There are additional mitigating factors. Should a stupid whim (see Leo Fernandez) be penalised as hard as a thoroughly planned act? Should it carry any weight whether someone benefits financially from fixing a match? How would you penalise someone who fails to report an approach or doesn’t notify the authorities of the information he possesses (see Jamie Jones)? Is there any difference between being in a desperate financial situation (see Cao Yupeng) and being greedy? Would someone cooperating in investigation get the same ban as someone who is not cooperating at all? How about being pressured to fix a match versus being self-initiated? If the only tool you have is a hammer, you see every problem as a nail. In reality, there are different degrees of severity to manipulation.
When it comes to disciplinary sanctions, the most important objective should be to get rid of match-fixing. Punishing the offenders etc. are only secondary goals that indirectly support the primary goal. If there is no incentive to cooperate with the authorities, there would be no whistleblowers, nobody would help in battling the issue – all accused players could only deny everything.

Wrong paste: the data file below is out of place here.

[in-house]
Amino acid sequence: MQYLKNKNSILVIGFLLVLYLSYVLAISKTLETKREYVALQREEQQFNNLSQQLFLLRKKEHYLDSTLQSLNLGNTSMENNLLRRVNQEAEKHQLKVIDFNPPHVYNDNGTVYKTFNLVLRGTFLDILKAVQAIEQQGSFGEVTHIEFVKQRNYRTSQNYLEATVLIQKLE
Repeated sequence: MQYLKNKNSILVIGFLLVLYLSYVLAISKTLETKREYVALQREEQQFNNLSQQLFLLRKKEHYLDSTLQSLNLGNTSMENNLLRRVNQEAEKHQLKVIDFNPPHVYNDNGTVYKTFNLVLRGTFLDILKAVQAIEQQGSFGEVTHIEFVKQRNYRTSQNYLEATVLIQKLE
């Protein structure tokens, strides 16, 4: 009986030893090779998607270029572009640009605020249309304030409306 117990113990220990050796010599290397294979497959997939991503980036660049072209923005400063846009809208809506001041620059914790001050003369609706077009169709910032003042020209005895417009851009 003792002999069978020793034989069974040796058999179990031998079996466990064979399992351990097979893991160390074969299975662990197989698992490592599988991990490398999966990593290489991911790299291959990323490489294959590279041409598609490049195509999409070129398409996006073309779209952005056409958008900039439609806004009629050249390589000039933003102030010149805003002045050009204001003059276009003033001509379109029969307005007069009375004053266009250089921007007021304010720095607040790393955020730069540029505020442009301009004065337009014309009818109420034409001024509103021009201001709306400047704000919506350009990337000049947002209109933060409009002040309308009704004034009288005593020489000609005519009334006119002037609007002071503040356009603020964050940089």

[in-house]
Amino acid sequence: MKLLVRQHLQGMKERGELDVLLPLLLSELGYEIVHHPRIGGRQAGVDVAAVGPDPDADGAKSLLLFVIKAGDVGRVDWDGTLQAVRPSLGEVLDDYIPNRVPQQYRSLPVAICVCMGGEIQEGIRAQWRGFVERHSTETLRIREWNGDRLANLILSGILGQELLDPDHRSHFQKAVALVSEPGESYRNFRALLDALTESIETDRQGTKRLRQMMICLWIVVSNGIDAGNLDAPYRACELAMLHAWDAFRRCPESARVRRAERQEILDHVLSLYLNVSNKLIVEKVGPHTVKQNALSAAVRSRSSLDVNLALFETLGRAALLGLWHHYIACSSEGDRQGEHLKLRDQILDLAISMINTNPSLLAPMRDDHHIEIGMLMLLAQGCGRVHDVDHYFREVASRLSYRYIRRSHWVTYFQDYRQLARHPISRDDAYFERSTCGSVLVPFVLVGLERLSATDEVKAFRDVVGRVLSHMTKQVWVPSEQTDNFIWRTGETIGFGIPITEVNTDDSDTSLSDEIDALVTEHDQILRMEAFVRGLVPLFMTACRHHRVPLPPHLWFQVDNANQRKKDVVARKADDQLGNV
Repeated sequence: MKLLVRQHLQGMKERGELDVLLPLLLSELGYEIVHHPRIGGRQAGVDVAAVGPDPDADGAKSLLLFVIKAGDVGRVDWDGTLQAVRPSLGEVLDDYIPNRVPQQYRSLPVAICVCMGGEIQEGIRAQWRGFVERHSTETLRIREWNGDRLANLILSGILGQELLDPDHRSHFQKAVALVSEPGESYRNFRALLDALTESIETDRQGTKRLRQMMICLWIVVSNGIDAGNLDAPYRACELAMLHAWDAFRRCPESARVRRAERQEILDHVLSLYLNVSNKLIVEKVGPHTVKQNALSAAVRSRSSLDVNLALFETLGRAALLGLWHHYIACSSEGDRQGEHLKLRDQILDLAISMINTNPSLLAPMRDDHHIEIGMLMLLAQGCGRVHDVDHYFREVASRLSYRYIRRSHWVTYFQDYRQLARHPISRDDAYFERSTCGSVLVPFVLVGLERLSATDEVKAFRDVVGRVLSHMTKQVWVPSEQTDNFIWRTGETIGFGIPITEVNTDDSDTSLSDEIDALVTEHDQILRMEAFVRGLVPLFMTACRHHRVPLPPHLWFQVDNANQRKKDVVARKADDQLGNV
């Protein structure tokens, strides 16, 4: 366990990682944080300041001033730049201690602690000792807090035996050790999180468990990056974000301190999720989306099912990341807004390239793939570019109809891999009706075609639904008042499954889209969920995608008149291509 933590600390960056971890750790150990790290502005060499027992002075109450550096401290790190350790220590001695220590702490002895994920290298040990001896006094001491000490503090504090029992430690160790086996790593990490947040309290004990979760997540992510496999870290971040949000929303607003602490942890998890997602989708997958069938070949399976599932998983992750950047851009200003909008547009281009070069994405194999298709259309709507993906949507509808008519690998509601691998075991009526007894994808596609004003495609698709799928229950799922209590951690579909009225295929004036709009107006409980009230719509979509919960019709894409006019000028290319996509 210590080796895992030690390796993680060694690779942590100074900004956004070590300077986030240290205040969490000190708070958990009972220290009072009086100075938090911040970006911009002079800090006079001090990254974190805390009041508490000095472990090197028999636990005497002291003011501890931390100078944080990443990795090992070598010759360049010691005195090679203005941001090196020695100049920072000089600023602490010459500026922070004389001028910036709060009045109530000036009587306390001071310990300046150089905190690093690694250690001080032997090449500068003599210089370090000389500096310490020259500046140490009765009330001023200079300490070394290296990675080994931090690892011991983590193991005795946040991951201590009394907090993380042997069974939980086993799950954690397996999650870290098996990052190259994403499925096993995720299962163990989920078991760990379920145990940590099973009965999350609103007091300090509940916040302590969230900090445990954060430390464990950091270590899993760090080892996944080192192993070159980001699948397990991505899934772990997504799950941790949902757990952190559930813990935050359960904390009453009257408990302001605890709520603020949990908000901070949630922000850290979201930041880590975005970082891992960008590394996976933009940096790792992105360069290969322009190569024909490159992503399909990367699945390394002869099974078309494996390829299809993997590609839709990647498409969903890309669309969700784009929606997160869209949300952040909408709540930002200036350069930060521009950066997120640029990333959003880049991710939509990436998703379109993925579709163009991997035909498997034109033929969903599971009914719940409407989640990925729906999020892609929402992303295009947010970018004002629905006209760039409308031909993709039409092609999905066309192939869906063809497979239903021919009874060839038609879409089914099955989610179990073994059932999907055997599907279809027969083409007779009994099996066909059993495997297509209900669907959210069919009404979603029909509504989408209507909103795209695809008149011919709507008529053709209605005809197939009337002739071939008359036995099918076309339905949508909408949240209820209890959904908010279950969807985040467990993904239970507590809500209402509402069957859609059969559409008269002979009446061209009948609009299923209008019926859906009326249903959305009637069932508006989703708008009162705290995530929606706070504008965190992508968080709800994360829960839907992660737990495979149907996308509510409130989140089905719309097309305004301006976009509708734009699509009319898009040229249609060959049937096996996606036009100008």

The £20,000 “basic income” is a great improvement for many reasons. One benefit is that it disincentivises match-fixing as it helps to make ends meet. Less and less players should be in a situation where they could consider match-fixing to get money to survive.
In general, I find it very populist to advocate for life bans for all offenders. All of us want to get rid of match-fixing and taking an absolute stance is an easy way to demonstrate being right-minded. In reality, I find ‘life bans from the smallest offense’ very unfair as this approach 1) doesn’t differentiate between different forms of match-fixing (that are of different severity), 2) is not the best way to actually combat match-fixing as it won’t make anyone to cooperate – vice versa.
I hope my post isn’t read as sympathising with match-fixers. I’m only saying there are different kinds of offenses and ‘one size fits all’ is not the best solution to root out match-fixing.